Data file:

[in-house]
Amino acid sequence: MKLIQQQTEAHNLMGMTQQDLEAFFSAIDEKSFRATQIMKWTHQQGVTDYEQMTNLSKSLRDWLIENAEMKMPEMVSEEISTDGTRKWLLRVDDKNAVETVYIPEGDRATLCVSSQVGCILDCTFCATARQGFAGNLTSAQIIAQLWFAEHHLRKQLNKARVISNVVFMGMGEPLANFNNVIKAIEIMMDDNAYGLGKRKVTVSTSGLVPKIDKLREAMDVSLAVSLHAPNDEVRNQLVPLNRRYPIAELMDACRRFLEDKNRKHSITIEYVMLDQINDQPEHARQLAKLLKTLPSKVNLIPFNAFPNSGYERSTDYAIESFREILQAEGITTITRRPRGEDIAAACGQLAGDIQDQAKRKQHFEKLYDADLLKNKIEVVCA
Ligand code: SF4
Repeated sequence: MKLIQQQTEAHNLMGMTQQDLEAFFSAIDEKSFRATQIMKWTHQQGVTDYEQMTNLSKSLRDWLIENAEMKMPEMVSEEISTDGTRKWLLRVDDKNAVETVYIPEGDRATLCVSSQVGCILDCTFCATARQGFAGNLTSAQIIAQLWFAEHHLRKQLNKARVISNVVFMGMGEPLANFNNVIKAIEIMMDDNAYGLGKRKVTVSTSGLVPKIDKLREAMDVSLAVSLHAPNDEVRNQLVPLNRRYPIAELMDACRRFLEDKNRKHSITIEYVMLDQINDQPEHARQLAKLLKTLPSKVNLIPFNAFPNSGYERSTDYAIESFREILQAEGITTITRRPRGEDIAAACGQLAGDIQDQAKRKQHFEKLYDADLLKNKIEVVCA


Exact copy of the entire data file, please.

[in-house]
Amino acid sequence: MKLIQQQTEAHNLMGMTQQDLEAFFSAIDEKSFRATQIMKWTHQQGVTDYEQMTNLSKSLRDWLIENAEMKMPEMVSEEISTDGTRKWLLRVDDKNAVETVYIPEGDRATLCVSSQVGCILDCTFCATARQGFAGNLTSAQIIAQLWFAEHHLRKQLNKARVISNVVFMGMGEPLANFNNVIKAIEIMMDDNAYGLGKRKVTVSTSGLVPKIDKLREAMDVSLAVSLHAPNDEVRNQLVPLNRRYPIAELMDACRRFLEDKNRKHSITIEYVMLDQINDQPEHARQLAKLLKTLPSKVNLIPFNAFPNSGYERSTDYAIESFREILQAEGITTITRRPRGEDIAAACGQLAGDIQDQAKRKQHFEKLYDADLLKNKIEVVCA
Ligand code: SF4
Repeated sequence: MKLIQQQTEAHNLMGMTQQDLEAFFSAIDEKSFRATQIMKWTHQQGVTDYEQMTNLSKSLRDWLIENAEMKMPEMVSEEISTDGTRKWLLRVDDKNAVETVYIPEGDRATLCVSSQVGCILDCTFCATARQGFAGNLTSAQIIAQLWFAEHHLRKQLNKARVISNVVFMGMGEPLANFNNVIKAIEIMMDDNAYGLGKRKVTVSTSGLVPKIDKLREAMDVSLAVSLHAPNDEVRNQLVPLNRRYPIAELMDACRRFLEDKNRKHSITIEYVMLDQINDQPEHARQLAKLLKTLPSKVNLIPFNAFPNSGYERSTDYAIESFREILQAEGITTITRRPRGEDIAAACGQLAGDIQDQAKRKQHFEKLYDADLLKNKIEVVCA